Much is made about celebrities who support marijuana legalization. Fame will do that for you. When you speak, people listen. Many have come forward to advocate for legal marijuana. Or bash the War on Drugs. The extensive list includes stars from sports, television, movies and music. Even Rick Steves is among their number.
The Business of Legal Marijuana
Business people also support the change in laws regarding marijuana. They arguably are more influential.
Of course, Hugh Hefner was one of them. And scientists such as the late Carl Sagan and Neil deGrasse Tyson share the same views on supporting legal marijuana.
So consider this list yet another example of people at the top of their game wanting to see marijuana legalization happen, even at the federal level. It’s yet another example of how famous people from all walks of life support legal marijuana.
Branson has written about how lives are wasted behind bars for an offense in the United States that would not be cause for jail time in other countries. Also, he claims the Rolling Stone’s Keith Richards first taught him how to roll a joint. Major cool points.
Zimmer, the guy who founded the Men’s Warehouse, came out for pot legalization in 2015. He also said he’d been using marijuana for 50 years. Further, he said the illegal status of marijuana is “the biggest con that has been perpetuated in this country in the last half century.” He’s not one to pull punches.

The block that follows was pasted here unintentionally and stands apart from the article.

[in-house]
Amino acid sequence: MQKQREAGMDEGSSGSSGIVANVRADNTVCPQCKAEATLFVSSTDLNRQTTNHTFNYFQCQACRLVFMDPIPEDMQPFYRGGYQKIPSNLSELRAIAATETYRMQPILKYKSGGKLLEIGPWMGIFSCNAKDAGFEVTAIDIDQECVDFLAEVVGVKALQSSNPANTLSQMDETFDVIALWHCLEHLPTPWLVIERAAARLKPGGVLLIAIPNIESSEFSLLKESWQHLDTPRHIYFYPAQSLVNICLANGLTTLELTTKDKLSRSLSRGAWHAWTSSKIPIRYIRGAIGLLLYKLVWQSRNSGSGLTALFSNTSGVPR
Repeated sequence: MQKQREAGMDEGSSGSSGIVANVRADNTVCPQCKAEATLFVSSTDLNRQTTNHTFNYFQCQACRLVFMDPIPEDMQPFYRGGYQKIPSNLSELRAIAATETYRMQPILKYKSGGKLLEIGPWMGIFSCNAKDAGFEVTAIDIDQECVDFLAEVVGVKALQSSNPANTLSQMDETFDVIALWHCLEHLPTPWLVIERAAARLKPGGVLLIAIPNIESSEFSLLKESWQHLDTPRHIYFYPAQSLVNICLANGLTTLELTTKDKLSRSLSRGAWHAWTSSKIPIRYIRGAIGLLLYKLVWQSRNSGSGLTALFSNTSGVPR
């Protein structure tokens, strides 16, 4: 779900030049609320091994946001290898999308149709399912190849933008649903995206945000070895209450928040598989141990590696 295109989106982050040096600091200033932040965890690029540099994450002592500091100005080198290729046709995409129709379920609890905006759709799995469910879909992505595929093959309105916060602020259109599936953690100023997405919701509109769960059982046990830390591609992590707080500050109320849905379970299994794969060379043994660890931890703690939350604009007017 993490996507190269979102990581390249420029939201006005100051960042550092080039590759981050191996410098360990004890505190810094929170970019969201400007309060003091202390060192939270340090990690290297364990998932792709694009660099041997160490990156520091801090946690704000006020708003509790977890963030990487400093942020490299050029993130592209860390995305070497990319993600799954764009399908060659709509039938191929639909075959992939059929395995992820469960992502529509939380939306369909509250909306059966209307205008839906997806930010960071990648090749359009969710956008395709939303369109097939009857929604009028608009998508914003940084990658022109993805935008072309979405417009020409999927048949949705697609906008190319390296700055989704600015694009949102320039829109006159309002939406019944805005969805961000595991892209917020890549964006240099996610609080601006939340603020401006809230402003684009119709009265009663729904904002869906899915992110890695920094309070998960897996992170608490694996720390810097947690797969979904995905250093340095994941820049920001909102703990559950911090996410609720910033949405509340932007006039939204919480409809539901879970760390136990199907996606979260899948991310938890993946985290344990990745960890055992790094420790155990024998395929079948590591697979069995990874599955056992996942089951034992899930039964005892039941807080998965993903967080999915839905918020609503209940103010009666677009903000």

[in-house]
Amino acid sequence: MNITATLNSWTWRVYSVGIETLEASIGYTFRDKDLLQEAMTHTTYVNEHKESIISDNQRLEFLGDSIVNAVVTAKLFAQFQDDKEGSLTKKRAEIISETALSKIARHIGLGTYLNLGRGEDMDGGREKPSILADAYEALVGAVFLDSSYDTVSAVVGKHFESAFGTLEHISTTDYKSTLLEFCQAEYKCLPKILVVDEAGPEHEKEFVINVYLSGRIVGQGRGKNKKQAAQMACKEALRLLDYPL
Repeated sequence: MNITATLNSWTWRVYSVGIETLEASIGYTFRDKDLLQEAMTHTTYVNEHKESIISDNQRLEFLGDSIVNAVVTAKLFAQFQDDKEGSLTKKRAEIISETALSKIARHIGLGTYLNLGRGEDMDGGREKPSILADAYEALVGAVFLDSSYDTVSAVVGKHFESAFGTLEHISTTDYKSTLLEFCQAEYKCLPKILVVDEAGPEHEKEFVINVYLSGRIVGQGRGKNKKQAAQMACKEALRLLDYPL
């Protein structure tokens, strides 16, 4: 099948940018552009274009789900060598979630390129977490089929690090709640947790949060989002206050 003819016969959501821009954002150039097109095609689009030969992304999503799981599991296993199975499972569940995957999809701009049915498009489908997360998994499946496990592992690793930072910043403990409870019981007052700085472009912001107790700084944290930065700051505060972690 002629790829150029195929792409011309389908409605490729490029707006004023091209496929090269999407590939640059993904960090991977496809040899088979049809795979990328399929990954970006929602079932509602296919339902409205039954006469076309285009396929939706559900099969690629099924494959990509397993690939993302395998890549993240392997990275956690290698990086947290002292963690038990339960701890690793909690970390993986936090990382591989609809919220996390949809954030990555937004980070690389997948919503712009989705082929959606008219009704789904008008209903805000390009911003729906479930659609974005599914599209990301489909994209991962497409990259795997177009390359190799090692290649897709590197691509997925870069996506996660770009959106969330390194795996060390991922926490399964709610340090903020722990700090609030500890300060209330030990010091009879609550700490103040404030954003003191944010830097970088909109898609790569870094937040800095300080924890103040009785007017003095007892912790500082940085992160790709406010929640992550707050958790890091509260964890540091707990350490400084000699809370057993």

Surprise! Koch (and his brothers) serve as the face of the political right wing. But Koch also supports marijuana legalization. He ran as the Libertarian Party vice presidential candidate in 1980 on a platform that include drug legalizations. He’s also fine with gay marriage. Not positions you would expect from such a conservative stalwart.
Huffington articulated her argument for ending the War on Drugs back in 2014. In a long, scathing opinion piece, Huffington wrote, “The drug war is an all-out disaster that has inflicted an untold amount of unnecessary human suffering.”
She called it a “cause for celebration” that the drug war against marijuana had slowed. But, of course, this was before Donald Trump became president.
Yes, he’s gone, but Jobs was very open about his drug use. He famously said that taking LSD was one of the two or three most important things he ever did in his life. He also smoked weed, although he said he hadn’t done so since the late 1970s. He also enjoyed eating pot brownies. He almost certainly would have a few things to say about the latest federal threats to crack down on legal marijuana.
That’s a taste of those outside of the entertainment and sports industries who support legalizing marijuana. As the movement continues, expect them to become louder in their opposition to any federal interference with states that legalize cannabis.